In this section
The following paragraphs set out key cases to support LOs in establishing the correct approach for houses in multiple occupation, where possible aggregation is an issue, under Article 4 of the Council Tax (Chargeable Dwellings) Order 1992
This was a domestic rating case, many years prior to the introduction of Council tax, but where exactly the same principles applied to the unit of assessment for taxation under S24 of the general rate Act 1967. It related to a house in Cardiff, converted to four flatlets. Three of the flats had a kitchen and living room, and one a kitchen within the living room. All four shared a bathroom/wc. The issue before the Lands Tribunal was whether the Valuation Officer was correct in not assessing the 4 flatlets as a single assessment. The VO had not considered aggregation under the similar provisions of S24 of the General rate Act 1967 appropriate after four considerations:-
(a) the degree of sharing common facilities –each having its own kitchen and each tenant having an external door key and use of the front door and door to the garden.
(b) the degree of adaptation and self containment – apart from one flat, three of them had their own single entrance door internally.
(c) capability of accurate identification – all the flats being accurately identified.
(d) the degree of transience of occupation – a generally stable pattern of occupation was demonstrated.
It was confirmed as four separate assessments as there were four tenants and four identifiable hereditaments, it being stated “I find that the valuation officer has properly taken into account the four factors precedent to the exercise of his discretion under s24… I find that the valuation officer has correctly declined to exercise his discretion, and the appeal house therefore falls to be assessed in four parts…”
3.0 R v London South East Valuation Tribunal & Neale (LO) (2001) RVR 92
The Court of Appeal considered an appeal following the refusal for a judicial review of a Valuation Tribunal decision. The case considered whether it was correct for the LO to separately band a second floor attic bedsit with kitchen facilities and shared use of bathroom/wc on the first floor. The C of A confirmed the approach taken by the VT and Brown LJ and stated in para 9 of the decision:-
“James v Williams (VO) (1973) RA 305 …lays down an approach has stood the test of time, and has been followed by the rating authorities and tribunals up and down this country ever since. This is the case on which the listing officer relied and which satisfied the tribunal that this applicants flat should be separately rated, rather than aggregated with the rest of the property. I should also note that the occupiers of the various units in the house which James v Williams was concerned also had to share a bathroom and wc.”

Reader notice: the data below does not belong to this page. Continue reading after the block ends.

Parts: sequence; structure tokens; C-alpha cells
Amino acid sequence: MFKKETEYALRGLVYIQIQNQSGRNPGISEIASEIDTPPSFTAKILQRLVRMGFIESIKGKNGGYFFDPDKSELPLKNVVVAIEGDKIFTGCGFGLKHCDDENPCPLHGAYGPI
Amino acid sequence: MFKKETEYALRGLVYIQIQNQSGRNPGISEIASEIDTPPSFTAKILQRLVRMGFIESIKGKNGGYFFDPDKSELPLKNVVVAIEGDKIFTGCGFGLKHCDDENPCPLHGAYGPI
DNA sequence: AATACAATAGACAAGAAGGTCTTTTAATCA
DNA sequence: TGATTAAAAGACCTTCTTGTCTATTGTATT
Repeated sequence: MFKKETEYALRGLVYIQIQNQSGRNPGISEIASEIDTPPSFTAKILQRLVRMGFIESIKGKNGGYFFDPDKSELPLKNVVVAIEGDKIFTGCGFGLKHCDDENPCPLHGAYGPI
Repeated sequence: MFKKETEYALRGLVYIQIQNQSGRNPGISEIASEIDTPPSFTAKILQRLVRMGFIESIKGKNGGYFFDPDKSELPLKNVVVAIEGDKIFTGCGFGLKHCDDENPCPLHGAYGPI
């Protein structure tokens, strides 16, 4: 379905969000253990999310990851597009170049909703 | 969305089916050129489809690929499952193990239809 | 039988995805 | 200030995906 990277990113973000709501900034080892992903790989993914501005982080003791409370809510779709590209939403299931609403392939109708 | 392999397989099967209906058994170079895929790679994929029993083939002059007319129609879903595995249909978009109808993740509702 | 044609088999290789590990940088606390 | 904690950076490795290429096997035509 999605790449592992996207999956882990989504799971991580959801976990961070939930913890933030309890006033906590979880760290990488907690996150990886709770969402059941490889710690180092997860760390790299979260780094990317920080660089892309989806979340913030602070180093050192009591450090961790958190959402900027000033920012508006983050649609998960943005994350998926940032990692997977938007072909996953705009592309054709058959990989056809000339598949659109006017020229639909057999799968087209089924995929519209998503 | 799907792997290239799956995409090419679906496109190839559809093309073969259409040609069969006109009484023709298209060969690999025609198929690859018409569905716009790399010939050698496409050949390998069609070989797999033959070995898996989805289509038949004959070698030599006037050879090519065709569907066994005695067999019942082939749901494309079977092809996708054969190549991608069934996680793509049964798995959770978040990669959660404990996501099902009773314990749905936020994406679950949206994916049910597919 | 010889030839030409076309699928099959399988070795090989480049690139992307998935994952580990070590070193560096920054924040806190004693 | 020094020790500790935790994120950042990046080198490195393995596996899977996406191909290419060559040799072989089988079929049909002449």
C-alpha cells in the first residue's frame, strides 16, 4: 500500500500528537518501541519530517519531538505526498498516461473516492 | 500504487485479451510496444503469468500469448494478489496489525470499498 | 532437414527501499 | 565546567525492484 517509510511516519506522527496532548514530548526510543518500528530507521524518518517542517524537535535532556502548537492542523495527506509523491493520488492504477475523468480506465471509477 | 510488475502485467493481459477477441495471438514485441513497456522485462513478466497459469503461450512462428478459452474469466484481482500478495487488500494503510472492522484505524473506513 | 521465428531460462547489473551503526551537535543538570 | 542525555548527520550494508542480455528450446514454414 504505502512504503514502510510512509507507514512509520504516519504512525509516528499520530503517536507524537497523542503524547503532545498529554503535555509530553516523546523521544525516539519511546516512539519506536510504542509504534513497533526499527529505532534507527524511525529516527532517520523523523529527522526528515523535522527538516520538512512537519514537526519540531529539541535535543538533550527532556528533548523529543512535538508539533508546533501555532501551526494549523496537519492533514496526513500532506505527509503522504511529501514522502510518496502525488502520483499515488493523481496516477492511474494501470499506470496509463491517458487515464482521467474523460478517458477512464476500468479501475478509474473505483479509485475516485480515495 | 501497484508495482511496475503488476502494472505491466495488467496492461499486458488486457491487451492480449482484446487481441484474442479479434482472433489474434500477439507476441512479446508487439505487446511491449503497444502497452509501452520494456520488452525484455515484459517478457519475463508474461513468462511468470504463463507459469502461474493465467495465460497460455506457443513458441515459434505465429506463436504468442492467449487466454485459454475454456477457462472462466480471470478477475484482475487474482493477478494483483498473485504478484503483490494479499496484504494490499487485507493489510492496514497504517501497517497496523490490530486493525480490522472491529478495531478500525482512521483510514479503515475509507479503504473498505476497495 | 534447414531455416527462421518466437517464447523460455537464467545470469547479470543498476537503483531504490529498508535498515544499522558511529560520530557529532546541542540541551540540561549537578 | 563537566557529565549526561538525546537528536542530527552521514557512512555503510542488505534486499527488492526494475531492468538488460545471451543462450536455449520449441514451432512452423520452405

And in para 11
The tribunal in their decision set out the various factors established in James v Williams to be of critical importance in deciding the question of separate dwellings, and applied these factors to the undisputed facts of the present case…The applicant has sought to submit either that James v Williams was wrongly decided, or that this case is to be distinguished from it. Neither argument, I fear, can succeed. James v Williams has, as I repeat, stood the test of time and the distinction upon which principally the applicant relies, that he shares bathroom facilities with far more people than was the case in James v Williams, cannot serve to require a different result to be reached in the two cases”.
This South Wales Valuation Tribunal case relates to a 2005 list appeal on 23 Denton Road Cardiff, a mid terraced house occupied as 6 “bedsits”, each room having its own sink, fridge and baby belling cooker. Five rooms shared a bathroom/wc and the sixth room had en suite facilities. The Valuation Tribunal decided that each of the properties had been correctly, separately banded. Mr Hickman, a technical adviser, acting as advocate for the Listing officer contended that each of the rooms were a separate hereditament as the tenants had exclusive, beneficial and actual occupation of their room and as the tenancy agreements were in excess of 6 months, they were not too transient. He also referred to the cases of James v Williams and R v London South East Valuation Tribunal & Neale (LO) (see above). The adaptations to the property in providing individual kitchen facilities to each room at the expense of a shared kitchen for the whole property meant it could not be aggregated as it was no longer a single self-contained unit occupied as more than one unit of accommodation.